This idea was also seen by Eric Rahimian and Fesseha Gebremikael in their article “Poverty Amid Affluence in Alabama” from Journal of the Alabama Academy of Science. “High poverty rates persist in many inner cities, counties and rural areas, and particularly in areas inhabited by minorities…. In our view, the main causes of poverty are poor education, low income and lack of opportunity.” This idea may have been true during the nineteenth and twentieth centuries, but the higher rates of poverty now are seen between different age groups rather than the demographic groups. According to the United States Census Bureau, the poverty rate for children under the age of 18 is currently at 19.7%, where the rate for those aged 18 to 64 is 12.4% and those aged 65 and older is only at 8.8%. The largest part of those living in poverty in the state of Alabama is represented by none other than the children living
In an article from the Chicago Tribune called, “How erratic schedulers hurt low wage workers” by Alexia Elejalde-Ruiz calls attention to the unstable work schedule many face in low-wage jobs. Alexia Elejalde-Ruiz grew up in Washington D.C and attended Brown University with a degree in international relations. She has worked for the Daily Herald and RedEye on a variety of sections ranging from business to crime. She is known for her 2013 story about singles cruise which the tribune calls a, “highlight of her journalism career”. Ruiz talks about how large companies are giving workers unstable working scheduling causing many to choose between family and work.
As a small community with many rural qualities, the residents of Mound Bayou are faced with a myriad of risk factors. The town, as did the entire United States experienced an economic depression, better know as the Great Depression. Prices fell, especially the cotton, the town underwent a substantial amount of debt.Things such as prominent as the black community itself. When America began the desegregation of majority of everyday life, the flock that once found Mound Bayou as its home began to freelance about the area.This hit Mound Bayou hard. The people as always were the ones who presented the wealth.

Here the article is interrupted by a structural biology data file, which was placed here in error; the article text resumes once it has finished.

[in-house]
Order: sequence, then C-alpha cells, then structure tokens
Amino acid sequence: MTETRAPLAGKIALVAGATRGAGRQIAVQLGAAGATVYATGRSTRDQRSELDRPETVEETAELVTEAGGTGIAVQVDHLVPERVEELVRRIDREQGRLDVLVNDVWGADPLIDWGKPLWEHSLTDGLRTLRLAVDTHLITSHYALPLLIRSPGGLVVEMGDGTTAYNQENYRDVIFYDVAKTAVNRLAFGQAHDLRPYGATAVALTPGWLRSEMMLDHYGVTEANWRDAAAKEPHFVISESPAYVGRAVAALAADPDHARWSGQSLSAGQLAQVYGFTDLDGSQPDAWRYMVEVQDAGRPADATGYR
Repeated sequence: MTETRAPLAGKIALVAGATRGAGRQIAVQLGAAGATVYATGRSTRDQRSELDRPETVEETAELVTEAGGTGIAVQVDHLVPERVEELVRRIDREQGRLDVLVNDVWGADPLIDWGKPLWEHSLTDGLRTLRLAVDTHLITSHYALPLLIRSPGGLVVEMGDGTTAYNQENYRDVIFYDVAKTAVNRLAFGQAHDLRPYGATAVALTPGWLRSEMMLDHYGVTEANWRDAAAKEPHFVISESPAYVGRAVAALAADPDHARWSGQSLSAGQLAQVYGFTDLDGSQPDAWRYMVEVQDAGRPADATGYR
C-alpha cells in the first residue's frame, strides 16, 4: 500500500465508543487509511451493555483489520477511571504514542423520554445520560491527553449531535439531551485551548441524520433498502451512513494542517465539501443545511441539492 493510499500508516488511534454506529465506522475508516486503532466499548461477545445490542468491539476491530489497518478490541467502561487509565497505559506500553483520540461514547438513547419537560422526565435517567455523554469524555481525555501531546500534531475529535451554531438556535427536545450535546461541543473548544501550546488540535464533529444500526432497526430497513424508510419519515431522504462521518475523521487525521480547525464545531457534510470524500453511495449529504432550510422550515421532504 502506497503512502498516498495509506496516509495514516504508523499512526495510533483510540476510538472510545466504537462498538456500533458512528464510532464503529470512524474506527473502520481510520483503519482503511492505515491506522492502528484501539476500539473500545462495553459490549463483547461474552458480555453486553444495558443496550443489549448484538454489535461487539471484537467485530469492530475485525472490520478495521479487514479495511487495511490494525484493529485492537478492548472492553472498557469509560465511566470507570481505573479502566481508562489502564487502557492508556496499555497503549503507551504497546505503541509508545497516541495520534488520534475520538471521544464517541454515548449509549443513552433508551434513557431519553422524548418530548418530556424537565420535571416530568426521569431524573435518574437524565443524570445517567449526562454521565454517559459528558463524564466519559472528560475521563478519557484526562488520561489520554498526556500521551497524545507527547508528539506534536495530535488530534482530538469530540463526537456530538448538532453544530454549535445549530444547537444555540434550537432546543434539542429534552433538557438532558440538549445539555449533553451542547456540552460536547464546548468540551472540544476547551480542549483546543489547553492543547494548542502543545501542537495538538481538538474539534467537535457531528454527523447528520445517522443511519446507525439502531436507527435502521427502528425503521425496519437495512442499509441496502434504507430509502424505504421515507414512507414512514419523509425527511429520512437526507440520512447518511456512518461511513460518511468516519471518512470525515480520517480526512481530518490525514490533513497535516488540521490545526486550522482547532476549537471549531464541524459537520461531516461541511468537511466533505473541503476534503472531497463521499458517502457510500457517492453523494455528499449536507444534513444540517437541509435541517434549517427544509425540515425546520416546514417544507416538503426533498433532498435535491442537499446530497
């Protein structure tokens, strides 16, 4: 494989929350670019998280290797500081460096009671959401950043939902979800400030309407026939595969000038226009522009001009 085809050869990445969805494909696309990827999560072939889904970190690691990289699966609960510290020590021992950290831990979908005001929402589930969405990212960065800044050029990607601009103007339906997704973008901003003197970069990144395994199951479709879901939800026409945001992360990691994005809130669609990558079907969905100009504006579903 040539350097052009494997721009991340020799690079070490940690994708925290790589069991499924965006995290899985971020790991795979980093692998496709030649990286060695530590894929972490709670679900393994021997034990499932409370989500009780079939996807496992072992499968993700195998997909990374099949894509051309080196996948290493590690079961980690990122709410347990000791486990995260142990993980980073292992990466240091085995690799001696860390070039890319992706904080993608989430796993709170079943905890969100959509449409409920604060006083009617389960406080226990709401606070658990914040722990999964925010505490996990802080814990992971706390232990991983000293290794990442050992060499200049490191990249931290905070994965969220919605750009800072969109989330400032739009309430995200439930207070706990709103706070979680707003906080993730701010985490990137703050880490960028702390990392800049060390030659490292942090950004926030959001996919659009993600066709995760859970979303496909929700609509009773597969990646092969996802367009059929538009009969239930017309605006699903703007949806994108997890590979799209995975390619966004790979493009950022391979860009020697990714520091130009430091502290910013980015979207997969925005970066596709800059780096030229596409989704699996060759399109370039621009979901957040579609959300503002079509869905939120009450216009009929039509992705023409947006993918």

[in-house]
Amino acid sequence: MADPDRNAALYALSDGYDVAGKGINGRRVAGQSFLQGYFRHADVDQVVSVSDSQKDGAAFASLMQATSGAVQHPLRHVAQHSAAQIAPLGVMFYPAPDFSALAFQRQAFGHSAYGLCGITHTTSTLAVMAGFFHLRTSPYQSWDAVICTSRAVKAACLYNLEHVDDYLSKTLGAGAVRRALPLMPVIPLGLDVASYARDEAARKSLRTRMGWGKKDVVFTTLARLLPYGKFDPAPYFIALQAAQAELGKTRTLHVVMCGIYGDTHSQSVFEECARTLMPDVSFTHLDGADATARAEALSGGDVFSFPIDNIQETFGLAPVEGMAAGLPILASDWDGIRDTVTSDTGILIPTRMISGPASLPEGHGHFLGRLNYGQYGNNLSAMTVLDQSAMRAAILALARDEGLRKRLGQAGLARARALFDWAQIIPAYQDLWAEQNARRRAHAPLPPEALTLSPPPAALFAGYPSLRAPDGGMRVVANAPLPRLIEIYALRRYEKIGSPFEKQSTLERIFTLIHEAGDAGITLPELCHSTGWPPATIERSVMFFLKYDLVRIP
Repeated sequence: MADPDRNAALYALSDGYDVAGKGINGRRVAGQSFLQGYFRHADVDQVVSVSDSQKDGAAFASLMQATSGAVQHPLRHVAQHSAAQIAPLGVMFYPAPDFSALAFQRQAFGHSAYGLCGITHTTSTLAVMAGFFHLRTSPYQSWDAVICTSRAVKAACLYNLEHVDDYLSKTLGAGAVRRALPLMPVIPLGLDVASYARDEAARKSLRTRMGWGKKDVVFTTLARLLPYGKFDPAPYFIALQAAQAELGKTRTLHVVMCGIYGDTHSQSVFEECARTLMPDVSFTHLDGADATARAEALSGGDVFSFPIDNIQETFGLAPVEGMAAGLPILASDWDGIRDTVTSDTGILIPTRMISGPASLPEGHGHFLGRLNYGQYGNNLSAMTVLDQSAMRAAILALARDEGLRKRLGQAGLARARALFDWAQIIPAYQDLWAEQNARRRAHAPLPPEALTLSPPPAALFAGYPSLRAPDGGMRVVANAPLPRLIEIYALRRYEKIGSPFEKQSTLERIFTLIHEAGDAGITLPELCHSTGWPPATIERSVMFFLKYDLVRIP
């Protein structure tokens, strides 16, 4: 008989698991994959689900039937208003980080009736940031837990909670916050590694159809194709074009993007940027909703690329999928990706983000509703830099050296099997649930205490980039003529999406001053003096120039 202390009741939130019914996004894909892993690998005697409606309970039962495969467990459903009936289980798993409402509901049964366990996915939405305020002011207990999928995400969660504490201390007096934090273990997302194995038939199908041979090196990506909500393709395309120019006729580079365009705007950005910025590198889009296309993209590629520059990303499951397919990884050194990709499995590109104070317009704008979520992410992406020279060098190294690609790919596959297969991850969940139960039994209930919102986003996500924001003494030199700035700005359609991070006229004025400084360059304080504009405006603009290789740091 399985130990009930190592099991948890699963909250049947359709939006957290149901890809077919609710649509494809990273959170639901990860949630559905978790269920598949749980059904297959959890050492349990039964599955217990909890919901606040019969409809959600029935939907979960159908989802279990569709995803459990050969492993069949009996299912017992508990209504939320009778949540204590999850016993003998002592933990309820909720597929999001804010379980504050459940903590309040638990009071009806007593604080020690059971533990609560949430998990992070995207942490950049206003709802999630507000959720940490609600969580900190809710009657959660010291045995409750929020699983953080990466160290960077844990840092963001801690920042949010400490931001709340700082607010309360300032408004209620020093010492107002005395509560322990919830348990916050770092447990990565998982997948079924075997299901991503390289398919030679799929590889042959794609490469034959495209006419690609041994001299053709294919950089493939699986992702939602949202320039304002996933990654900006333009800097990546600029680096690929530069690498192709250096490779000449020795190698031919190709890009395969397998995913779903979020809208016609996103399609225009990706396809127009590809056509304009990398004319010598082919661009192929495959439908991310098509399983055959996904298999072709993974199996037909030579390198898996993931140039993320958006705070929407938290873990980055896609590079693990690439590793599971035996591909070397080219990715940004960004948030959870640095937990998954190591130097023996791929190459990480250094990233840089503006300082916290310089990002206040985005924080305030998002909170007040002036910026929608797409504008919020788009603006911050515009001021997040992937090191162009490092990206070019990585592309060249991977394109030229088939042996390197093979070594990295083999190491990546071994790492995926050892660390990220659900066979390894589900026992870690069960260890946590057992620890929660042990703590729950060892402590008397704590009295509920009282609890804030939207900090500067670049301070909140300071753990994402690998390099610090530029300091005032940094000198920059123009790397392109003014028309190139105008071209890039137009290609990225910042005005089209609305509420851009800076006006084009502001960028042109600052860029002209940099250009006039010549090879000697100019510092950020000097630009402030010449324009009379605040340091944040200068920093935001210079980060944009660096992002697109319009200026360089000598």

Just like several other ethnic groups in the 1800s, poverty drove many Greeks to emigrate to America. In their home country, agriculture paid inadequately and was long, arduous work. And those already paltry conditions turned destitute for citizens when blight struck their crops. This caused a mass migration from Greece that began in the 1890s and lasted through the 1920s (Iliou, 2007). During that time, many people from Greece sailed to Ellis Island, in hopes of a better future.